A small business article recently promoted HR strategy as recruit, hire, retain (at least retain is making it into the mix more) and ManpowerGroup advises HR to evolve into becoming better marketers and supply and demand managers... so we can fill those difficult vacancies. None of my hesitation over these is meant to suggest recruiting isn’t a valid HR function, but it isn’t the be-all, end-all. Nor is it, by itself, the most critical.
We often say to businesses, "Don’t make earning dollars the prime goal, but rather building a great organization with a product everyone wants and money will follow."
In HR the advice translates to don’t make filling that urgent vacancy the prime goal, but building a great organization that people want to enter, want to progress in... and make progressing easy, fun and rewarding so your bench is always full of almost ready now candidates for each higher position. It’s the "almost-ready" candidates that try harder, are willing to learn faster and know they must, who will save your bacon in the long run, not the new guys off the street who don’t know and don’t care as much what you stand for but just need a job with a bigger paycheque.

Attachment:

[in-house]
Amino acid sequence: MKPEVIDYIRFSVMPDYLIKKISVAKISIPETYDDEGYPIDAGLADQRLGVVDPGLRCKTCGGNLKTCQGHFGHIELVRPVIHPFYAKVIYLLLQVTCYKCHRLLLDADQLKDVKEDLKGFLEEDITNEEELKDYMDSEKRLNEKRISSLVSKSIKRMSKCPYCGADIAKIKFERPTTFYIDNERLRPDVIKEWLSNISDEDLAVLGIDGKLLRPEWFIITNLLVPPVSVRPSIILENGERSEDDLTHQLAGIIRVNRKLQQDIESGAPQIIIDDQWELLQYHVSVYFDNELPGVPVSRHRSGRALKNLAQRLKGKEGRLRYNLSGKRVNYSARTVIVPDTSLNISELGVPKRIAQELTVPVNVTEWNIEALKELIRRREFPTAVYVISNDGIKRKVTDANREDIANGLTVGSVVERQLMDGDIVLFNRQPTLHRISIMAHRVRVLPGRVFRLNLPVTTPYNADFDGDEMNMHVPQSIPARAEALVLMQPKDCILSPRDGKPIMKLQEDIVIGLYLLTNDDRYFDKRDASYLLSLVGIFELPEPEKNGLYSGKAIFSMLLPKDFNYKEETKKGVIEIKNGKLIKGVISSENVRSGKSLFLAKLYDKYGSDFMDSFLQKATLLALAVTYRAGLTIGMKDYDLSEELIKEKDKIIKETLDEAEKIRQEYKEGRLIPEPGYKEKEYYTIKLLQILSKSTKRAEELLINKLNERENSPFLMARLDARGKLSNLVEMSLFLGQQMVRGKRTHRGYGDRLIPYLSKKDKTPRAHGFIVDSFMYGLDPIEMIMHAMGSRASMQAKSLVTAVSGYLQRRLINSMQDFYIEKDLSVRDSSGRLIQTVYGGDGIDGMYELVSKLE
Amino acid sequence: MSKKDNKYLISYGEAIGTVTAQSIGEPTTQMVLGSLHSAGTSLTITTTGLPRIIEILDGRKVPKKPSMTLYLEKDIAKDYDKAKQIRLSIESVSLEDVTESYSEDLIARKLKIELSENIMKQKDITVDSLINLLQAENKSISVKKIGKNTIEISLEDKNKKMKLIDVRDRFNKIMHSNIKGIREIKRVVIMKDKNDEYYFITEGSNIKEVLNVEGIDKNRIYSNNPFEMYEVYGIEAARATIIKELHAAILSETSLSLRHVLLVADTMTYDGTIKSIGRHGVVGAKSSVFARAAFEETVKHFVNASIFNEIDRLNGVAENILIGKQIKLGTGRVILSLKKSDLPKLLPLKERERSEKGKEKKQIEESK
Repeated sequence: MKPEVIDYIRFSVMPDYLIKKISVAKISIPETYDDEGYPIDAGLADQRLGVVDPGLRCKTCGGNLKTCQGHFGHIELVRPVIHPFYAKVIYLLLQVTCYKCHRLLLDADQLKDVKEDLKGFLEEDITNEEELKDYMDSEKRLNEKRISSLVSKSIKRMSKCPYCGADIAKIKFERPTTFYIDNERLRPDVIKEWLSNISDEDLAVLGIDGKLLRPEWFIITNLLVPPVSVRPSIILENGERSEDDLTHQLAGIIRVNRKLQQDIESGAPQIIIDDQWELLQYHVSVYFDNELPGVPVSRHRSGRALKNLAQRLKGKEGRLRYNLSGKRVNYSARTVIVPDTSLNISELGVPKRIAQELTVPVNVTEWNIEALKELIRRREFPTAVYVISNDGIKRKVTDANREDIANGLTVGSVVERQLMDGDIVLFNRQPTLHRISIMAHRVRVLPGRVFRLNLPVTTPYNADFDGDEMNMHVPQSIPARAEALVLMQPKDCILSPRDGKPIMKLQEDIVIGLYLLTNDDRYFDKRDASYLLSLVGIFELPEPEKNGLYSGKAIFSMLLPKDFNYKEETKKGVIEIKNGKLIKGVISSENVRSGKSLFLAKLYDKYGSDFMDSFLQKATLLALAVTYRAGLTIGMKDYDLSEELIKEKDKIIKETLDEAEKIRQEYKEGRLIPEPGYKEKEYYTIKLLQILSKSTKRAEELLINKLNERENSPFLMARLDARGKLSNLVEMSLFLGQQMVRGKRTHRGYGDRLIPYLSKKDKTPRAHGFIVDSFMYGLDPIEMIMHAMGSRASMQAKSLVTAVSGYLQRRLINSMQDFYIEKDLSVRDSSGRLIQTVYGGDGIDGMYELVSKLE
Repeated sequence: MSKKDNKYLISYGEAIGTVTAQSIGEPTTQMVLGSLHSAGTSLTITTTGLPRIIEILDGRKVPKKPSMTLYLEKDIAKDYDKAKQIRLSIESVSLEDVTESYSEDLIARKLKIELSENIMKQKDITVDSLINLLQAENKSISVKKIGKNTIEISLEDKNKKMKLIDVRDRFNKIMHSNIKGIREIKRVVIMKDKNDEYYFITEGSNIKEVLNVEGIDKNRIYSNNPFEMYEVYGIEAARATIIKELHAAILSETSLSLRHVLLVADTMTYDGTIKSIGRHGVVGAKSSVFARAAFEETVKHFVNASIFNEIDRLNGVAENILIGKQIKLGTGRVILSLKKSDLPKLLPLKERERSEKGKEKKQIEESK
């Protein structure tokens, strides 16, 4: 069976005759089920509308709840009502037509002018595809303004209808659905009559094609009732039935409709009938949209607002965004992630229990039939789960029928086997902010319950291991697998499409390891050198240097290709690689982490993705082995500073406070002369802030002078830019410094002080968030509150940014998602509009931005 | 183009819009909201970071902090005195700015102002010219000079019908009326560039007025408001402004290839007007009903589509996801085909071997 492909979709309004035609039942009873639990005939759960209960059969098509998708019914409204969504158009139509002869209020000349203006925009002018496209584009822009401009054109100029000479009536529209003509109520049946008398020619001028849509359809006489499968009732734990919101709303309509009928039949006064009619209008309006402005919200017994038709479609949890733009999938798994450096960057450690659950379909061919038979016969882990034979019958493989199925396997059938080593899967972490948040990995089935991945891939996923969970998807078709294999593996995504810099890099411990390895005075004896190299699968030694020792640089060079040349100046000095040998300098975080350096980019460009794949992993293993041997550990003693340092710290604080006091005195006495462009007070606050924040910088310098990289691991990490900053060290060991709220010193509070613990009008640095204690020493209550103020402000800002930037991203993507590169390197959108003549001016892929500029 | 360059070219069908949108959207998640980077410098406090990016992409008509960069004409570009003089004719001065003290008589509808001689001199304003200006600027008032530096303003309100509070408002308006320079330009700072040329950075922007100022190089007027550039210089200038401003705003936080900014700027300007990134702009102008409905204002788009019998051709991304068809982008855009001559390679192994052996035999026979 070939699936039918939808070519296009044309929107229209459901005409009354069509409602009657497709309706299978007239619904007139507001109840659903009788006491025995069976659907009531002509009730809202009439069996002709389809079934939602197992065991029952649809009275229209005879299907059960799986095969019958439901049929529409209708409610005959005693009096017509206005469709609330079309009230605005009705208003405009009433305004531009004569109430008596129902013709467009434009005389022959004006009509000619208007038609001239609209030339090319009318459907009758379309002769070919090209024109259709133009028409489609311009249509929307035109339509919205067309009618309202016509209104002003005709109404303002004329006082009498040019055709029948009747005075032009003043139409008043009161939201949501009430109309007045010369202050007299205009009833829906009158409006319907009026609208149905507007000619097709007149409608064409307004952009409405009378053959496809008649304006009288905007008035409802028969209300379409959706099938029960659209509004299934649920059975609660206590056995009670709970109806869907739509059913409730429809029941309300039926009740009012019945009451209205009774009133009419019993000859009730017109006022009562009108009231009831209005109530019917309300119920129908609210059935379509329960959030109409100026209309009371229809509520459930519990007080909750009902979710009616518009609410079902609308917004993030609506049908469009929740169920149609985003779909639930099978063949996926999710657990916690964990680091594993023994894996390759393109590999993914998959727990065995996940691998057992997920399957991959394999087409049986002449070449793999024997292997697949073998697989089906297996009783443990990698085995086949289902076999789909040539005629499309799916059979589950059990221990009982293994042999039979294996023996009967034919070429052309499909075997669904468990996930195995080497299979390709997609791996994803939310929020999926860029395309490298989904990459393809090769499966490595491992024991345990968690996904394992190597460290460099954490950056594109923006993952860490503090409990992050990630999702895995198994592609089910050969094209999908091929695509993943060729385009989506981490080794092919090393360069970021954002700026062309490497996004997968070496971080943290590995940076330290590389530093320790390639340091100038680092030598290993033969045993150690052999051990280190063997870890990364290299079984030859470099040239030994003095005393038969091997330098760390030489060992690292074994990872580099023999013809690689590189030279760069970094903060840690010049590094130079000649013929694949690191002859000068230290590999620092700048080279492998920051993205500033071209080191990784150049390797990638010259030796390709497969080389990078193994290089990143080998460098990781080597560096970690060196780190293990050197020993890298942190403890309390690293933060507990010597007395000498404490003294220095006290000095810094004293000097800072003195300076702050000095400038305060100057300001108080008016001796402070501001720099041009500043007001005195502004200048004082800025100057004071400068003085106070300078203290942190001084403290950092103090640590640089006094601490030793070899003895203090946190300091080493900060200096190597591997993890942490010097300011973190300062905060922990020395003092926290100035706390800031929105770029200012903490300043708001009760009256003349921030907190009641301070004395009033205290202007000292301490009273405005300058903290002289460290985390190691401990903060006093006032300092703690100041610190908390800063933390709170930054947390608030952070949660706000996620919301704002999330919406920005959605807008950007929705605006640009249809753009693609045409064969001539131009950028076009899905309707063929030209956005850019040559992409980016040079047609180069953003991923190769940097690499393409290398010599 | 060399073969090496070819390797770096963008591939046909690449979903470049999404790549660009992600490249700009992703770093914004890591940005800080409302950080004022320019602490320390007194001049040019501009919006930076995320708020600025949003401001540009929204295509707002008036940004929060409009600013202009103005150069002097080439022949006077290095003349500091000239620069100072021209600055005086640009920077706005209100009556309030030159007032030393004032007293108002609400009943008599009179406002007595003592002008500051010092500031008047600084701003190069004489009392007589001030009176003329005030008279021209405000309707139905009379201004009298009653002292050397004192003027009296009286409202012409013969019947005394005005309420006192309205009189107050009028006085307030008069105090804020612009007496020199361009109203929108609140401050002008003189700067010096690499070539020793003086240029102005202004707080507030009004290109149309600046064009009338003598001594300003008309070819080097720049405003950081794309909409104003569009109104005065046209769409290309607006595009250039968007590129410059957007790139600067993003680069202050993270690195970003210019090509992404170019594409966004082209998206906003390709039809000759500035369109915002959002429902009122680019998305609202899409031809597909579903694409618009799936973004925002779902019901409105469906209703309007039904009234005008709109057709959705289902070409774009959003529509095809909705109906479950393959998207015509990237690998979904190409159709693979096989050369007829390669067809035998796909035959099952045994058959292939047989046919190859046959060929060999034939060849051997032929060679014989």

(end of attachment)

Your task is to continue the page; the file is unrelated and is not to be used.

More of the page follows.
Ideally they’re also looking for a spot that’s more engaging than the last place they had high hopes for but, after a while, quite a few cease caring altogether about that because they don’t expect your company to be any different. Counting vacancies and labour pools isn’t as valuable as measuring to find out what works in your culture to engage and get everyone learning and contributing. But creative uses of Big Data are more challenging that playing the basic numbers game.